Sourcing ferrite cores for switchmode transformers is sometimes difficult (RS have a decent range, but they're a wee bit pricey). Fortunately, it's easy to "reclaim" cores and bobbins from old power supplies, especially computers.
The biggest problem is that the entire transformer is often dipped in an epoxy or thick varnish that holds everything together. The best way to dismantle the core is to first remove the tape holding the two core halves together, then place the entire transformer in an oven at around 180°C for 10 min, or as long as it takes to soften the glue/varnish sufficiently. It's then possible to gently pull the cores out of the bobbin. The temperature doesn't seem to affect the bobbin material much.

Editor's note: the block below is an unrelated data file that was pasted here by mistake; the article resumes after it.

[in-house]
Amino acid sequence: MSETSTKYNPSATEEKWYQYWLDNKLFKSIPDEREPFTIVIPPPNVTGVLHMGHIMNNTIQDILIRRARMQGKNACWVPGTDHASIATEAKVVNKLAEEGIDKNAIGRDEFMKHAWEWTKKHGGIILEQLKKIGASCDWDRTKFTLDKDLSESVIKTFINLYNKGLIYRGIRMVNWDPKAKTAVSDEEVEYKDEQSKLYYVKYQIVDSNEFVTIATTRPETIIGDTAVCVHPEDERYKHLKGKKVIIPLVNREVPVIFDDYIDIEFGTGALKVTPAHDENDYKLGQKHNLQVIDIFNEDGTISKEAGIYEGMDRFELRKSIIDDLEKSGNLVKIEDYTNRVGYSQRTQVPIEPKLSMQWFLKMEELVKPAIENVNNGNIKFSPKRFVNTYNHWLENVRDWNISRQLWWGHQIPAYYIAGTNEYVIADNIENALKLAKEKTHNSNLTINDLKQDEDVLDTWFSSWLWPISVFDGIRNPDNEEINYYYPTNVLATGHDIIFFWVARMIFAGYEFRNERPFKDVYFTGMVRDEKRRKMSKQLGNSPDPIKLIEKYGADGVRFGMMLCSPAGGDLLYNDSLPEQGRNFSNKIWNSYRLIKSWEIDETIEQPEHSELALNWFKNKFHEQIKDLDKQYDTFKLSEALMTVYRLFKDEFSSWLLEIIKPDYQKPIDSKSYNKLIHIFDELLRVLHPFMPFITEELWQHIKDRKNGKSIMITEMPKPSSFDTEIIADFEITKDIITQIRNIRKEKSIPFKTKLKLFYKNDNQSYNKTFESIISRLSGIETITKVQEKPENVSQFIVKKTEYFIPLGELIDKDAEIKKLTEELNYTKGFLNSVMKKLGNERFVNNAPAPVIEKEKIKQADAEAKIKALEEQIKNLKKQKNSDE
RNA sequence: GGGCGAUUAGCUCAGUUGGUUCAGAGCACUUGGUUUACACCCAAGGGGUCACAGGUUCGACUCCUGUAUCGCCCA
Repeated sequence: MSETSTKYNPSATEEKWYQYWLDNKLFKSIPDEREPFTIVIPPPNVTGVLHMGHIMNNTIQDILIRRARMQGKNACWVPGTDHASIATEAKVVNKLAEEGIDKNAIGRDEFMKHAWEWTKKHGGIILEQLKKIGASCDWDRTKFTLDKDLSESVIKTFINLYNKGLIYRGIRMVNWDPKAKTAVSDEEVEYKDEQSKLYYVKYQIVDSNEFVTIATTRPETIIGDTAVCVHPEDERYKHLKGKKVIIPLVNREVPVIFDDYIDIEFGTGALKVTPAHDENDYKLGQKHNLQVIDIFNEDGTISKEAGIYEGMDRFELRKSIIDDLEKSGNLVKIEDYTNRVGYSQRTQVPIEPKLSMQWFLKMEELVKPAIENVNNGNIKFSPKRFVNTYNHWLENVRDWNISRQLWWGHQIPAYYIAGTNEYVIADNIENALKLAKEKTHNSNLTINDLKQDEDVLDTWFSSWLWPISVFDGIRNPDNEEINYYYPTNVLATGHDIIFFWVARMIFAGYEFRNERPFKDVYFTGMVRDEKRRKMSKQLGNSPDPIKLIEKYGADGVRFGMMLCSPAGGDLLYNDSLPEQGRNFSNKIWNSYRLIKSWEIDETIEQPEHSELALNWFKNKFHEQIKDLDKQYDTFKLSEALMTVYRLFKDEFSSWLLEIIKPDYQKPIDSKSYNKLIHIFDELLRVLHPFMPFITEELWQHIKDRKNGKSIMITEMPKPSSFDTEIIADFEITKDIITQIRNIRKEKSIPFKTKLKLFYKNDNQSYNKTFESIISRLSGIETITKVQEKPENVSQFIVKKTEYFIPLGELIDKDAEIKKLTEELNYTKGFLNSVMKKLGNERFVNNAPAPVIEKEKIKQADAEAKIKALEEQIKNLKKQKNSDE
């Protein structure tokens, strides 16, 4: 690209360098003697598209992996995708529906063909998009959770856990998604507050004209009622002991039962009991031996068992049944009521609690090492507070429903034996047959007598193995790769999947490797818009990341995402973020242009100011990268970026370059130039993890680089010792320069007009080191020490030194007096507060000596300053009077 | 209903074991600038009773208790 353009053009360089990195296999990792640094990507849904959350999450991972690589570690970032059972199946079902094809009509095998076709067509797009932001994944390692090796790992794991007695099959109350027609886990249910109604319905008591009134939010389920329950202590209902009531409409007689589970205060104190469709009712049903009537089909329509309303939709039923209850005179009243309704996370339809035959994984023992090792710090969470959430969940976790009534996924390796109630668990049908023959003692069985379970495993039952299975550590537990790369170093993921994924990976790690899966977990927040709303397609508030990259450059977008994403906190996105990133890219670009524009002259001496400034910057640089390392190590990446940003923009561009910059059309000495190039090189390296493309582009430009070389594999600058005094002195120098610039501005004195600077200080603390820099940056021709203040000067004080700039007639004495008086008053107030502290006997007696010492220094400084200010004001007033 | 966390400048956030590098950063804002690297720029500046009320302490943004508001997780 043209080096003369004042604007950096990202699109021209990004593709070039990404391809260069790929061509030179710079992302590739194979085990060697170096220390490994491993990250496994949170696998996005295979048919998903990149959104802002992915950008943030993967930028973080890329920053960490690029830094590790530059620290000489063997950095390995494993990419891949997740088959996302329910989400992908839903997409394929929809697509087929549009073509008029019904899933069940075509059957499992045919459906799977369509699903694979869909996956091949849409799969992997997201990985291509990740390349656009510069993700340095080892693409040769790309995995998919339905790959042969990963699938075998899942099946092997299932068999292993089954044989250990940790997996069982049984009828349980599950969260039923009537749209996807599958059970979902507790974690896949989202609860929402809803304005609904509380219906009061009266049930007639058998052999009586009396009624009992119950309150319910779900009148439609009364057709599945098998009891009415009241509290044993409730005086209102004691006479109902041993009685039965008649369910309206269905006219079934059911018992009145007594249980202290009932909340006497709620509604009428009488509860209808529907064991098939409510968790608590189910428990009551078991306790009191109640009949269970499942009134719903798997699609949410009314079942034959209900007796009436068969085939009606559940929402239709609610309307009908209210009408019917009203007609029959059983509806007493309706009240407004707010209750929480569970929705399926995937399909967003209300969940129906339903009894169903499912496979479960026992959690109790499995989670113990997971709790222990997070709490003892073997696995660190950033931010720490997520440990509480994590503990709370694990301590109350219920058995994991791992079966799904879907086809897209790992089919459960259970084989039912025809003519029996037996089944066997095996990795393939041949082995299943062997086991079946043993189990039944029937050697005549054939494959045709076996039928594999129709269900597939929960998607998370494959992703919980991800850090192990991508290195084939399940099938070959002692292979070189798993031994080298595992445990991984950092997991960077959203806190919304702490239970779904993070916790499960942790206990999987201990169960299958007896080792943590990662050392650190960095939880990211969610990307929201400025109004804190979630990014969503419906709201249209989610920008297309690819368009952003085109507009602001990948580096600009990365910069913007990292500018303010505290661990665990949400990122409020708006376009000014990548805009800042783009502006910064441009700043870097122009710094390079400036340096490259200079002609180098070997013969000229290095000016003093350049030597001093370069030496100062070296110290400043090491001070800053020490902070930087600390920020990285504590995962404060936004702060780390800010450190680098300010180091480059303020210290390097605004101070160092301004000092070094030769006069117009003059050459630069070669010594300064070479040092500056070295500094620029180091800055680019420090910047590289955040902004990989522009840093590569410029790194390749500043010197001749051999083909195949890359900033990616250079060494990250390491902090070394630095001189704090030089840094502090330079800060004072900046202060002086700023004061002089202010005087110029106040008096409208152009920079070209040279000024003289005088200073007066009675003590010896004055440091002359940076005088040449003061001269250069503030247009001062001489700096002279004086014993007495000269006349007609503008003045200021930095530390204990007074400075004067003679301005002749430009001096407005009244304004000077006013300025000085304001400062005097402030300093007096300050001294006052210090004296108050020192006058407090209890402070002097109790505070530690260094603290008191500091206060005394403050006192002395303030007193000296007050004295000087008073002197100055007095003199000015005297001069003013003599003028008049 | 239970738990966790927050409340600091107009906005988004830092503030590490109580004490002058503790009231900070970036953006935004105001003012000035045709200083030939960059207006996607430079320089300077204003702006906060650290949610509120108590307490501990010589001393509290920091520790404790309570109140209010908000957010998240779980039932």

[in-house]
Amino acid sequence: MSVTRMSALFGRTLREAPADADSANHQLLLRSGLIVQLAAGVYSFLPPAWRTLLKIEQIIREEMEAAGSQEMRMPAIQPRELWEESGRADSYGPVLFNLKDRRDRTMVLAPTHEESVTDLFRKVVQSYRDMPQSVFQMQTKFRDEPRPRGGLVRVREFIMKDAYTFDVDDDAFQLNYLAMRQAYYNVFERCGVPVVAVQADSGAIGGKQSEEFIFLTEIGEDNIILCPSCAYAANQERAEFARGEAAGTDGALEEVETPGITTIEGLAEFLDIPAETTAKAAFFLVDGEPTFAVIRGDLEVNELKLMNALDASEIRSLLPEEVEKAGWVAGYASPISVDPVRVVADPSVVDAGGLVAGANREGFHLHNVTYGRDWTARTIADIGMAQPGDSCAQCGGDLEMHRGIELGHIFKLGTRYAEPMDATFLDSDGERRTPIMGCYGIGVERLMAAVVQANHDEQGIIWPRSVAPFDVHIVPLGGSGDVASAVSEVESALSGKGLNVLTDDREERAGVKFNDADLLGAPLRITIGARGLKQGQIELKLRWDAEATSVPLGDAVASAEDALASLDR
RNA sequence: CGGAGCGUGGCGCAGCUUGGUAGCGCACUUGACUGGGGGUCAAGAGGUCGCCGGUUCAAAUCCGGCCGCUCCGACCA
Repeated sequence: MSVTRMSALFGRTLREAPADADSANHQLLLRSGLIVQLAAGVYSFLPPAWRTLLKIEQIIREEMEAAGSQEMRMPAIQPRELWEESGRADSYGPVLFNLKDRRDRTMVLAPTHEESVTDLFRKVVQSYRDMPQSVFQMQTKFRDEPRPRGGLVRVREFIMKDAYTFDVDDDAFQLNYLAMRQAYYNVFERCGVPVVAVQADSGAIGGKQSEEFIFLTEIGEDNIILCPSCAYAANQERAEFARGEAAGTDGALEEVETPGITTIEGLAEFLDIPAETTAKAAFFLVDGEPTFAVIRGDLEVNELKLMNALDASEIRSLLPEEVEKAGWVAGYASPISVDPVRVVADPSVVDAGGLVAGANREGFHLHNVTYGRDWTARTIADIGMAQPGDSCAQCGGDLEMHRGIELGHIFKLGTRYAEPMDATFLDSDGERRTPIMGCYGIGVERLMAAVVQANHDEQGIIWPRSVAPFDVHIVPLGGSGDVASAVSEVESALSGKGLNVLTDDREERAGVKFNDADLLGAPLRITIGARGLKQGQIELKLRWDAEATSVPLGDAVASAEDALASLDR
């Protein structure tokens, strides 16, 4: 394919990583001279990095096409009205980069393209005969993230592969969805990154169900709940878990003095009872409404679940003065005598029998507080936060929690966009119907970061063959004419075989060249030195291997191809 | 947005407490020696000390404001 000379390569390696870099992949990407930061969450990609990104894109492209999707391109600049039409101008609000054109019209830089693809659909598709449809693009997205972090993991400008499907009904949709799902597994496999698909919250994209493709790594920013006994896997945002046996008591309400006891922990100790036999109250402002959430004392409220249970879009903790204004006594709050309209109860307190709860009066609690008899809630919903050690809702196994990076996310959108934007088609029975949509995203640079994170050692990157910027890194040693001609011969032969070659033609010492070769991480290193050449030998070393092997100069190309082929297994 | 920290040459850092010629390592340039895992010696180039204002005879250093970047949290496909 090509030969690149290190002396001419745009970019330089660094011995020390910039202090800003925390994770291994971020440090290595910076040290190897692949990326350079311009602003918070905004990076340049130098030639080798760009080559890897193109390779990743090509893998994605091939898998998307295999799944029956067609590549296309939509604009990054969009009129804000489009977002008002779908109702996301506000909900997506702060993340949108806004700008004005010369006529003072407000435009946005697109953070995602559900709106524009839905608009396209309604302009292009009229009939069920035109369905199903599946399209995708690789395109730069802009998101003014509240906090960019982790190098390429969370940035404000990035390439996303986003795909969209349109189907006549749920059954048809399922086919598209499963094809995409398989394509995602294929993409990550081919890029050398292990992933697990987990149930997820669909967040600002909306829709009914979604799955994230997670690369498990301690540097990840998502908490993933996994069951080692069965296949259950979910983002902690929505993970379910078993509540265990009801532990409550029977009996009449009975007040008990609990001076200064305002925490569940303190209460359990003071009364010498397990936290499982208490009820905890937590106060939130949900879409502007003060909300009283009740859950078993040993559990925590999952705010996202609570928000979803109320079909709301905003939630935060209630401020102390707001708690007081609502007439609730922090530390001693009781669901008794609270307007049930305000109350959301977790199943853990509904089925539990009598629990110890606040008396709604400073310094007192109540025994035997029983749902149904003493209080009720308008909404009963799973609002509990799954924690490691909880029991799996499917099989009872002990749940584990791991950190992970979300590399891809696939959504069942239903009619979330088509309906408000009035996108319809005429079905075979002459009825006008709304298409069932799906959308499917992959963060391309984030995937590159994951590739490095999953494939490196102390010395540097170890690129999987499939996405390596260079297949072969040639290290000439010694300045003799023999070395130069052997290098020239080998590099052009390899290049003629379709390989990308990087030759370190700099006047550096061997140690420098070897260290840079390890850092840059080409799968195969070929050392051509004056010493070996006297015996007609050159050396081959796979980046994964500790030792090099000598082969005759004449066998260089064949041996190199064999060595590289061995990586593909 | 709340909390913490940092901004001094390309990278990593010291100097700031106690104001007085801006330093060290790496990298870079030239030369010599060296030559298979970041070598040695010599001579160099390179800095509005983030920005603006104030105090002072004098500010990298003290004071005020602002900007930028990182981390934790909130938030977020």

See also http://shaddack.twibright.com/projects/method_salvage_ferrite_cores/ for some more info on removing cores.
The cores break quite easily, and I've ruined a few even though I was careful. Also, the bobbins in old transformers seem to be rather brittle as well, and I've often broken them while trying to remove the wire.
Here's the results of one attempt - two nice ETD34 cores with intact bobbins (I broke both core and bobbin on the third transformer!):